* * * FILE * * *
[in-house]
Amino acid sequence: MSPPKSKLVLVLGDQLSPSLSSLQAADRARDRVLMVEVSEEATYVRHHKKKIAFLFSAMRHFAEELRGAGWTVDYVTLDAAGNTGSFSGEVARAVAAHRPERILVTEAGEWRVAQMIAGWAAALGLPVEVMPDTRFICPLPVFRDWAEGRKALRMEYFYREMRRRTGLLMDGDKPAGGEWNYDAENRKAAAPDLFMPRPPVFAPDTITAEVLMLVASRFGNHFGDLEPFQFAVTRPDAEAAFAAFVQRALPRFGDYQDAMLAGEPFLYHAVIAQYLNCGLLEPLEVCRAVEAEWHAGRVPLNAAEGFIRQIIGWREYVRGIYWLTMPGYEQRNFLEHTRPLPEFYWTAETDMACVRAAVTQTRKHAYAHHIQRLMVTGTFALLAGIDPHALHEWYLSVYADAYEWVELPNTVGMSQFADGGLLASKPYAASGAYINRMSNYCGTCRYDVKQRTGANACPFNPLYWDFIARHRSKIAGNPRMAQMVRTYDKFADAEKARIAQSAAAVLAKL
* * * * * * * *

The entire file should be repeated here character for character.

[in-house]
Amino acid sequence: MSPPKSKLVLVLGDQLSPSLSSLQAADRARDRVLMVEVSEEATYVRHHKKKIAFLFSAMRHFAEELRGAGWTVDYVTLDAAGNTGSFSGEVARAVAAHRPERILVTEAGEWRVAQMIAGWAAALGLPVEVMPDTRFICPLPVFRDWAEGRKALRMEYFYREMRRRTGLLMDGDKPAGGEWNYDAENRKAAAPDLFMPRPPVFAPDTITAEVLMLVASRFGNHFGDLEPFQFAVTRPDAEAAFAAFVQRALPRFGDYQDAMLAGEPFLYHAVIAQYLNCGLLEPLEVCRAVEAEWHAGRVPLNAAEGFIRQIIGWREYVRGIYWLTMPGYEQRNFLEHTRPLPEFYWTAETDMACVRAAVTQTRKHAYAHHIQRLMVTGTFALLAGIDPHALHEWYLSVYADAYEWVELPNTVGMSQFADGGLLASKPYAASGAYINRMSNYCGTCRYDVKQRTGANACPFNPLYWDFIARHRSKIAGNPRMAQMVRTYDKFADAEKARIAQSAAAVLAKL